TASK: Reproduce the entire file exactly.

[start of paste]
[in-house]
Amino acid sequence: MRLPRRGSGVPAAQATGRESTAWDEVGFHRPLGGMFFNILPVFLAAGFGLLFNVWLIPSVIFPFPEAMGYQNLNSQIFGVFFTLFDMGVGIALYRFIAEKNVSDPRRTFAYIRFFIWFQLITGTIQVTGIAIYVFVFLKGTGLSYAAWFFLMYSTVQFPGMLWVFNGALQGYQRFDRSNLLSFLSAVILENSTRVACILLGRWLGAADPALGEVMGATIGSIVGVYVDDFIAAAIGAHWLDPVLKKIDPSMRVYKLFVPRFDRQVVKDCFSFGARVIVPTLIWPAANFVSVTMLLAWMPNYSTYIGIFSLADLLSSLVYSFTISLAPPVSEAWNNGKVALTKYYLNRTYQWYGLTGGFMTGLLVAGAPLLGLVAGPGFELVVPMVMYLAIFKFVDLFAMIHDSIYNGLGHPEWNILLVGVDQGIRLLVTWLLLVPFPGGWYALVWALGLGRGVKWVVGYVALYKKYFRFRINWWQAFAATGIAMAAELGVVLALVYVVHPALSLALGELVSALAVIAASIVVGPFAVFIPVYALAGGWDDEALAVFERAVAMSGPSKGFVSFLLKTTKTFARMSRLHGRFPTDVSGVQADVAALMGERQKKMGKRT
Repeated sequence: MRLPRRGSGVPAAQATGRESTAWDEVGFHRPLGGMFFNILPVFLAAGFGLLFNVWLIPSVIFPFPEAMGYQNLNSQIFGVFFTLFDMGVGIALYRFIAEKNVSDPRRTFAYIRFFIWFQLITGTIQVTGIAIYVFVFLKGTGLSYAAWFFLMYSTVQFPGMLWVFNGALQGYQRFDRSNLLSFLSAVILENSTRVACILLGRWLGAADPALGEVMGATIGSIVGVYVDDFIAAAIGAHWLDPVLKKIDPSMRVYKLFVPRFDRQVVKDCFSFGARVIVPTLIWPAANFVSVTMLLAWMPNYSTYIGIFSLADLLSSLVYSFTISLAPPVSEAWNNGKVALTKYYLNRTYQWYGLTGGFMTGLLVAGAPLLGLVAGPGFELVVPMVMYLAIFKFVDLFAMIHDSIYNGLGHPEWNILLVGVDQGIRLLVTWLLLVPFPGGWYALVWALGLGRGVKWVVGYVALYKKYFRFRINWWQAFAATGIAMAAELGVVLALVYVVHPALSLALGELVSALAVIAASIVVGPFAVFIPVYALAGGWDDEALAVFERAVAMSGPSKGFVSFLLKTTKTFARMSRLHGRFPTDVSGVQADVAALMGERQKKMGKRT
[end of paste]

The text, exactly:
[in-house]
Amino acid sequence: MRLPRRGSGVPAAQATGRESTAWDEVGFHRPLGGMFFNILPVFLAAGFGLLFNVWLIPSVIFPFPEAMGYQNLNSQIFGVFFTLFDMGVGIALYRFIAEKNVSDPRRTFAYIRFFIWFQLITGTIQVTGIAIYVFVFLKGTGLSYAAWFFLMYSTVQFPGMLWVFNGALQGYQRFDRSNLLSFLSAVILENSTRVACILLGRWLGAADPALGEVMGATIGSIVGVYVDDFIAAAIGAHWLDPVLKKIDPSMRVYKLFVPRFDRQVVKDCFSFGARVIVPTLIWPAANFVSVTMLLAWMPNYSTYIGIFSLADLLSSLVYSFTISLAPPVSEAWNNGKVALTKYYLNRTYQWYGLTGGFMTGLLVAGAPLLGLVAGPGFELVVPMVMYLAIFKFVDLFAMIHDSIYNGLGHPEWNILLVGVDQGIRLLVTWLLLVPFPGGWYALVWALGLGRGVKWVVGYVALYKKYFRFRINWWQAFAATGIAMAAELGVVLALVYVVHPALSLALGELVSALAVIAASIVVGPFAVFIPVYALAGGWDDEALAVFERAVAMSGPSKGFVSFLLKTTKTFARMSRLHGRFPTDVSGVQADVAALMGERQKKMGKRT
Repeated sequence: MRLPRRGSGVPAAQATGRESTAWDEVGFHRPLGGMFFNILPVFLAAGFGLLFNVWLIPSVIFPFPEAMGYQNLNSQIFGVFFTLFDMGVGIALYRFIAEKNVSDPRRTFAYIRFFIWFQLITGTIQVTGIAIYVFVFLKGTGLSYAAWFFLMYSTVQFPGMLWVFNGALQGYQRFDRSNLLSFLSAVILENSTRVACILLGRWLGAADPALGEVMGATIGSIVGVYVDDFIAAAIGAHWLDPVLKKIDPSMRVYKLFVPRFDRQVVKDCFSFGARVIVPTLIWPAANFVSVTMLLAWMPNYSTYIGIFSLADLLSSLVYSFTISLAPPVSEAWNNGKVALTKYYLNRTYQWYGLTGGFMTGLLVAGAPLLGLVAGPGFELVVPMVMYLAIFKFVDLFAMIHDSIYNGLGHPEWNILLVGVDQGIRLLVTWLLLVPFPGGWYALVWALGLGRGVKWVVGYVALYKKYFRFRINWWQAFAATGIAMAAELGVVLALVYVVHPALSLALGELVSALAVIAASIVVGPFAVFIPVYALAGGWDDEALAVFERAVAMSGPSKGFVSFLLKTTKTFARMSRLHGRFPTDVSGVQADVAALMGERQKKMGKRT